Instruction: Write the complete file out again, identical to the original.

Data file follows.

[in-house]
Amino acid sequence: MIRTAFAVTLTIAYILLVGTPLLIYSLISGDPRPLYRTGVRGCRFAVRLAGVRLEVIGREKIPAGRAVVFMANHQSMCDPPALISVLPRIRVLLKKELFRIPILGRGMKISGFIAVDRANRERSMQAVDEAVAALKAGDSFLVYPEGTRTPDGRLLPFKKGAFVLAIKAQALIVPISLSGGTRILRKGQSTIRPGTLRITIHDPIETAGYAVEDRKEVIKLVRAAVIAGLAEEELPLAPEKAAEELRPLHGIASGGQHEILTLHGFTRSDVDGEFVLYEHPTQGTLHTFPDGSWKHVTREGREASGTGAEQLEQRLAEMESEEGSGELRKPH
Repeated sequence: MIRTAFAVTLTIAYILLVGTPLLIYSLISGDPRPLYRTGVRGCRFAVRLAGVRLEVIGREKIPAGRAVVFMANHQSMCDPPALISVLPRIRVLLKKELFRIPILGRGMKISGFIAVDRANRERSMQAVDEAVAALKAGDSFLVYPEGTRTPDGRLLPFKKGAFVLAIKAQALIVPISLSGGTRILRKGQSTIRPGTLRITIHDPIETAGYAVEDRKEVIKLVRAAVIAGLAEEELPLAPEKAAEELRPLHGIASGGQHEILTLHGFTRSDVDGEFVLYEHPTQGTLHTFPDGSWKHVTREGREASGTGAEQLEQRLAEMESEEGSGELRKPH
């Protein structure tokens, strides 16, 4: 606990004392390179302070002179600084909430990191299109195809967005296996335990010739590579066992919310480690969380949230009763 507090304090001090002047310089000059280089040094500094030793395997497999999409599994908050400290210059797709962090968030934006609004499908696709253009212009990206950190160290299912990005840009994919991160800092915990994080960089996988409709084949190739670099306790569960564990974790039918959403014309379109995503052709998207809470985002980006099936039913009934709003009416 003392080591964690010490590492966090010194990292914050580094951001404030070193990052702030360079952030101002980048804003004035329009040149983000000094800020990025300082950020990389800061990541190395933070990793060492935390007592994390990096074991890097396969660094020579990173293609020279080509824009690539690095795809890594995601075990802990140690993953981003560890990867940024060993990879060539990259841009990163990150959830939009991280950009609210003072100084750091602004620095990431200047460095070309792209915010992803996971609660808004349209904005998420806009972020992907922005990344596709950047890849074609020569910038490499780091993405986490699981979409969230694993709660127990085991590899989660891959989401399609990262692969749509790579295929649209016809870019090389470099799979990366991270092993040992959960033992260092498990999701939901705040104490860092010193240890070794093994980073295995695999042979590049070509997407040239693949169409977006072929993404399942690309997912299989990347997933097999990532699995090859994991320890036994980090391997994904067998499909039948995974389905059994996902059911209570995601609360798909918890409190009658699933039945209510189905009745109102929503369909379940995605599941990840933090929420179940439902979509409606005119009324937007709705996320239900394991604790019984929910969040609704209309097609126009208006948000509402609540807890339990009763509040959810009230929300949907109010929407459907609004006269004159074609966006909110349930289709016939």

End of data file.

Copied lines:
[in-house]
Amino acid sequence: MIRTAFAVTLTIAYILLVGTPLLIYSLISGDPRPLYRTGVRGCRFAVRLAGVRLEVIGREKIPAGRAVVFMANHQSMCDPPALISVLPRIRVLLKKELFRIPILGRGMKISGFIAVDRANRERSMQAVDEAVAALKAGDSFLVYPEGTRTPDGRLLPFKKGAFVLAIKAQALIVPISLSGGTRILRKGQSTIRPGTLRITIHDPIETAGYAVEDRKEVIKLVRAAVIAGLAEEELPLAPEKAAEELRPLHGIASGGQHEILTLHGFTRSDVDGEFVLYEHPTQGTLHTFPDGSWKHVTREGREASGTGAEQLEQRLAEMESEEGSGELRKPH
Repeated sequence: MIRTAFAVTLTIAYILLVGTPLLIYSLISGDPRPLYRTGVRGCRFAVRLAGVRLEVIGREKIPAGRAVVFMANHQSMCDPPALISVLPRIRVLLKKELFRIPILGRGMKISGFIAVDRANRERSMQAVDEAVAALKAGDSFLVYPEGTRTPDGRLLPFKKGAFVLAIKAQALIVPISLSGGTRILRKGQSTIRPGTLRITIHDPIETAGYAVEDRKEVIKLVRAAVIAGLAEEELPLAPEKAAEELRPLHGIASGGQHEILTLHGFTRSDVDGEFVLYEHPTQGTLHTFPDGSWKHVTREGREASGTGAEQLEQRLAEMESEEGSGELRKPH
């Protein structure tokens, strides 16, 4: 606990004392390179302070002179600084909430990191299109195809967005296996335990010739590579066992919310480690969380949230009763 507090304090001090002047310089000059280089040094500094030793395997497999999409599994908050400290210059797709962090968030934006609004499908696709253009212009990206950190160290299912990005840009994919991160800092915990994080960089996988409709084949190739670099306790569960564990974790039918959403014309379109995503052709998207809470985002980006099936039913009934709003009416 003392080591964690010490590492966090010194990292914050580094951001404030070193990052702030360079952030101002980048804003004035329009040149983000000094800020990025300082950020990389800061990541190395933070990793060492935390007592994390990096074991890097396969660094020579990173293609020279080509824009690539690095795809890594995601075990802990140690993953981003560890990867940024060993990879060539990259841009990163990150959830939009991280950009609210003072100084750091602004620095990431200047460095070309792209915010992803996971609660808004349209904005998420806009972020992907922005990344596709950047890849074609020569910038490499780091993405986490699981979409969230694993709660127990085991590899989660891959989401399609990262692969749509790579295929649209016809870019090389470099799979990366991270092993040992959960033992260092498990999701939901705040104490860092010193240890070794093994980073295995695999042979590049070509997407040239693949169409977006072929993404399942690309997912299989990347997933097999990532699995090859994991320890036994980090391997994904067998499909039948995974389905059994996902059911209570995601609360798909918890409190009658699933039945209510189905009745109102929503369909379940995605599941990840933090929420179940439902979509409606005119009324937007709705996320239900394991604790019984929910969040609704209309097609126009208006948000509402609540807890339990009763509040959810009230929300949907109010929407459907609004006269004159074609966006909110349930289709016939």